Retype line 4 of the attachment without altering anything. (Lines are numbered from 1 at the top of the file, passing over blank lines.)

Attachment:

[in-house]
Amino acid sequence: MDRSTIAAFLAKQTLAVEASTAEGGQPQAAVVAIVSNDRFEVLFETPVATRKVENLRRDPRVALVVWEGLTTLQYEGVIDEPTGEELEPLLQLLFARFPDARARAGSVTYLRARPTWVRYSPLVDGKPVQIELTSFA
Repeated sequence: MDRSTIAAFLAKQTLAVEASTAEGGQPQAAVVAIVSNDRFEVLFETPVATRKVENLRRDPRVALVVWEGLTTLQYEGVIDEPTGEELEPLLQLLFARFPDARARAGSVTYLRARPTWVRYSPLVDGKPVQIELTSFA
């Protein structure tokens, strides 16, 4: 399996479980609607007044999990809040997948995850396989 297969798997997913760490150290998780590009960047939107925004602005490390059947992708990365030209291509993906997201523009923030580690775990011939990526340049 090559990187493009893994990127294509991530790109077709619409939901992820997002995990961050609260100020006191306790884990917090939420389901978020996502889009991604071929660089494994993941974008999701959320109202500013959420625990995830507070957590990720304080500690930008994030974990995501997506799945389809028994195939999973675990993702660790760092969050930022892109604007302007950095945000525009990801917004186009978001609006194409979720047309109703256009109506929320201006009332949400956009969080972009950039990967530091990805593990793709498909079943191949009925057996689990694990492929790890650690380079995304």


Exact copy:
């Protein structure tokens, strides 16, 4: 399996479980609607007044999990809040997948995850396989 297969798997997913760490150290998780590009960047939107925004602005490390059947992708990365030209291509993906997201523009923030580690775990011939990526340049 090559990187493009893994990127294509991530790109077709619409939901992820997002995990961050609260100020006191306790884990917090939420389901978020996502889009991604071929660089494994993941974008999701959320109202500013959420625990995830507070957590990720304080500690930008994030974990995501997506799945389809028994195939999973675990993702660790760092969050930022892109604007302007950095945000525009990801917004186009978001609006194409979720047309109703256009109506929320201006009332949400956009969080972009950039990967530091990805593990793709498909079943191949009925057996689990694990492929790890650690380079995304």